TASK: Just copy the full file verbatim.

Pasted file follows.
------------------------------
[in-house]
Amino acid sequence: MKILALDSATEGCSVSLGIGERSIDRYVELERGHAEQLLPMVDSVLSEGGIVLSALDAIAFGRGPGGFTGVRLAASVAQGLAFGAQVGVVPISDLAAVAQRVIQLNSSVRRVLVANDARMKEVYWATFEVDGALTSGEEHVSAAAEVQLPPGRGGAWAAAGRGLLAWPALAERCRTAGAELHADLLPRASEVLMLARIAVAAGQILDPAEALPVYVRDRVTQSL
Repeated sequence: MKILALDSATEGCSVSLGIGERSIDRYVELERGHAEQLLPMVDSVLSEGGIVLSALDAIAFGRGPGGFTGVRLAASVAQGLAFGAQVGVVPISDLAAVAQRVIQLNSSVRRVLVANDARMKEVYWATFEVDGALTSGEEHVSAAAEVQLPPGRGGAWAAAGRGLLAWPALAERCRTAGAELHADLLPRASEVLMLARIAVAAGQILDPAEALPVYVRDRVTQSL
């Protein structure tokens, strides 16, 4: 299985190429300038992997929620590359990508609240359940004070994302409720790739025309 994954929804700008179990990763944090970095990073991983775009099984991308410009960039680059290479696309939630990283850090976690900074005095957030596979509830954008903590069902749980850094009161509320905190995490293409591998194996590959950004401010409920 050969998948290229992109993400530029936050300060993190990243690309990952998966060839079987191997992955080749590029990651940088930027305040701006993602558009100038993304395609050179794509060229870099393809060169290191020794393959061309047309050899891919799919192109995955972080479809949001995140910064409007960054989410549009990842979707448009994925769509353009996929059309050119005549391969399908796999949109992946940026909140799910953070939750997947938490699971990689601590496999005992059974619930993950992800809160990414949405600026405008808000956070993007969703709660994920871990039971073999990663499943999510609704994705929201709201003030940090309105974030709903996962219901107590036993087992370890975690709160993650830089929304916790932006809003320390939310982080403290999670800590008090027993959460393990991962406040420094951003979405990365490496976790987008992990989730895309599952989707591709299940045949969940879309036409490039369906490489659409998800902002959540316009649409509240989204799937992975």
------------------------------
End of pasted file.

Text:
[in-house]
Amino acid sequence: MKILALDSATEGCSVSLGIGERSIDRYVELERGHAEQLLPMVDSVLSEGGIVLSALDAIAFGRGPGGFTGVRLAASVAQGLAFGAQVGVVPISDLAAVAQRVIQLNSSVRRVLVANDARMKEVYWATFEVDGALTSGEEHVSAAAEVQLPPGRGGAWAAAGRGLLAWPALAERCRTAGAELHADLLPRASEVLMLARIAVAAGQILDPAEALPVYVRDRVTQSL
Repeated sequence: MKILALDSATEGCSVSLGIGERSIDRYVELERGHAEQLLPMVDSVLSEGGIVLSALDAIAFGRGPGGFTGVRLAASVAQGLAFGAQVGVVPISDLAAVAQRVIQLNSSVRRVLVANDARMKEVYWATFEVDGALTSGEEHVSAAAEVQLPPGRGGAWAAAGRGLLAWPALAERCRTAGAELHADLLPRASEVLMLARIAVAAGQILDPAEALPVYVRDRVTQSL
């Protein structure tokens, strides 16, 4: 299985190429300038992997929620590359990508609240359940004070994302409720790739025309 994954929804700008179990990763944090970095990073991983775009099984991308410009960039680059290479696309939630990283850090976690900074005095957030596979509830954008903590069902749980850094009161509320905190995490293409591998194996590959950004401010409920 050969998948290229992109993400530029936050300060993190990243690309990952998966060839079987191997992955080749590029990651940088930027305040701006993602558009100038993304395609050179794509060229870099393809060169290191020794393959061309047309050899891919799919192109995955972080479809949001995140910064409007960054989410549009990842979707448009994925769509353009996929059309050119005549391969399908796999949109992946940026909140799910953070939750997947938490699971990689601590496999005992059974619930993950992800809160990414949405600026405008808000956070993007969703709660994920871990039971073999990663499943999510609704994705929201709201003030940090309105974030709903996962219901107590036993087992370890975690709160993650830089929304916790932006809003320390939310982080403290999670800590008090027993959460393990991962406040420094951003979405990365490496976790987008992990989730895309599952989707591709299940045949969940879309036409490039369906490489659409998800902002959540316009649409509240989204799937992975």